Homework written by a school kid in ancient Egypt has been preserved since the second century A.D. And the words on the slab may sound familiar to any kid whose parents worry about them falling in with a bad crowd.
An ancient lesson preserved on a wood-mounted wax slab about the size of a Kindle reads: "You should accept advice from a wise man only" and "You cannot trust all your friends."
Acquired by the British Library in 1892, the tablet hasn"t been publicly displayed since the 1970s. The homework slab will be featured in an upcoming British Library exhibit called "Writing: Making Your Mark," which traces the evolution of writing over 5,000 years of human history, library representatives said in a statement.
On the wax tablet is a two-part lesson in Greek that provides a snapshot of daily life for a pupil attending primary school in Egypt about 1,800 years ago, exhibit co-curator Peter Toth, also a curator of ancient and medieval manuscripts at the British Library, told Live Science in an email.
One part of the assignment was a writing exercise. The slab displays a teacher"s written example in the first line, and the next two lines contain the same words copied "rather clumsily" in the student"s hand, much as primary students today copy lines penned by their teachers, Toth said. The rest of the homework included a multiplication table and reading exercises.
Though the name and sex of the tablet"s owner is unknown, the child was likely a boy from a wealthy family, as formal education in ancient Egypt was typically reserved for males of privilege, according to the Royal Ontario Museum.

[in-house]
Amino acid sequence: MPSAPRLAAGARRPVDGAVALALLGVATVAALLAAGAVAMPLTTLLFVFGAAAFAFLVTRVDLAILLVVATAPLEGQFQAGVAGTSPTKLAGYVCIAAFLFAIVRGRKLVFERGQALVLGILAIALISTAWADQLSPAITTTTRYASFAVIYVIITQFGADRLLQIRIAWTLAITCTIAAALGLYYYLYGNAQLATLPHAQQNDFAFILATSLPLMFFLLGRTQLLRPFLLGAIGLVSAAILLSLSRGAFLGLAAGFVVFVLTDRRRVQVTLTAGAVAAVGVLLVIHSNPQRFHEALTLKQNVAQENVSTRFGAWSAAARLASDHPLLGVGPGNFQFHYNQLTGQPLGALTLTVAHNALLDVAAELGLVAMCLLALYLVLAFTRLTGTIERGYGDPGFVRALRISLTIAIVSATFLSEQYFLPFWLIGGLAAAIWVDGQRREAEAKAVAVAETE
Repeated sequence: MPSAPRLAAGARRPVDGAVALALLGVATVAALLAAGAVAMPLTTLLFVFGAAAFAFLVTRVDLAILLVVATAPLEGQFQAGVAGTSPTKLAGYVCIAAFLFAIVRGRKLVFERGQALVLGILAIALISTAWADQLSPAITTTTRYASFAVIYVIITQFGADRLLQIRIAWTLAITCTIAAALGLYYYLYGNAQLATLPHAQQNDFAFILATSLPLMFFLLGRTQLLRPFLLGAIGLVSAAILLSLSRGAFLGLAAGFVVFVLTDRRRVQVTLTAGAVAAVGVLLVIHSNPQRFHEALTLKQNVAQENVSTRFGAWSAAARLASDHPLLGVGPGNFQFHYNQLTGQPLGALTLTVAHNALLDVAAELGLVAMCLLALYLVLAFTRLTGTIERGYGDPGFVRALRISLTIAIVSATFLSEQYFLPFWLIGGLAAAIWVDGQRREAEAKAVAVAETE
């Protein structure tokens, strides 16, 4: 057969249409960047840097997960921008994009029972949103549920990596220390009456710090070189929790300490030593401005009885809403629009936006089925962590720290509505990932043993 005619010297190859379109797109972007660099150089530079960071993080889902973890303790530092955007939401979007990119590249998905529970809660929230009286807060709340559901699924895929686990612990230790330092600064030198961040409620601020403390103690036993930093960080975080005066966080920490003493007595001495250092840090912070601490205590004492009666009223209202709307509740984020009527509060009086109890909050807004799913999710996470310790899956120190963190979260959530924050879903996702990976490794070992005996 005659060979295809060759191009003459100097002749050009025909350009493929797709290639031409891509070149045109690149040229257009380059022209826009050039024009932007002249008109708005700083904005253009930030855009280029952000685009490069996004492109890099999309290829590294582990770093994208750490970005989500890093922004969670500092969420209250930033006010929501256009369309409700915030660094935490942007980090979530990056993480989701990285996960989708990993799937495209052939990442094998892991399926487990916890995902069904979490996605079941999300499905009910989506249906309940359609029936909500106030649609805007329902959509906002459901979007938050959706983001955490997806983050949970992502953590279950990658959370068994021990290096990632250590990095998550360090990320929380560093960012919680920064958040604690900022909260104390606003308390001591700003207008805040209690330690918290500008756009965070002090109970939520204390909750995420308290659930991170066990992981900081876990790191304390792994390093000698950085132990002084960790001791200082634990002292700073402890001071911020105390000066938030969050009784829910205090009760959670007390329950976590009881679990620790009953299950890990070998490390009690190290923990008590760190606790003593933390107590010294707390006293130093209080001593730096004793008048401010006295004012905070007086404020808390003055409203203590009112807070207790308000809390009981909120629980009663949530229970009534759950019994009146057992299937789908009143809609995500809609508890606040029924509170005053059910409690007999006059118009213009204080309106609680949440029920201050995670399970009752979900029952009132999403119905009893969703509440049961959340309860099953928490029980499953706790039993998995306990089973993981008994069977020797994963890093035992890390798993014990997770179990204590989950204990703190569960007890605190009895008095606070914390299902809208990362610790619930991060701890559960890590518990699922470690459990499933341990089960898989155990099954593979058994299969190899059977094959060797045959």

Lines copied by this long-ago student were not just for practicing penmanship; they were also intended to impart moral lessons. "It"s not only the hands and fingers but also the mind that is being instructed here," Toth said.
Homework slabs like this one were made by pouring melted, blackened wax into a rectangular depression at the center of a wooden tablet. Once the wax cooled, teachers and students could use a metal stylus to scratch letters that appeared as a lighter color against the dark background.
Wax typically breaks down in the presence of moisture, so the region"s dry climate likely helped to protect the tablet, "preserving the clumsy handwriting of a primary school pupil from almost two millennia ago," Toth said.
Along with the homework slab, the exhibition brings together over 100 artifacts from the British Library collections to explore examples of writing from ancient civilizations to modern cultures. Objects include stone monuments bearing Egyptian hieroglyphs; a copy of the literary classic "Ulysses" annotated by author James Joyce; musical notes penned by Mozart; and contemporary tattooing instruments.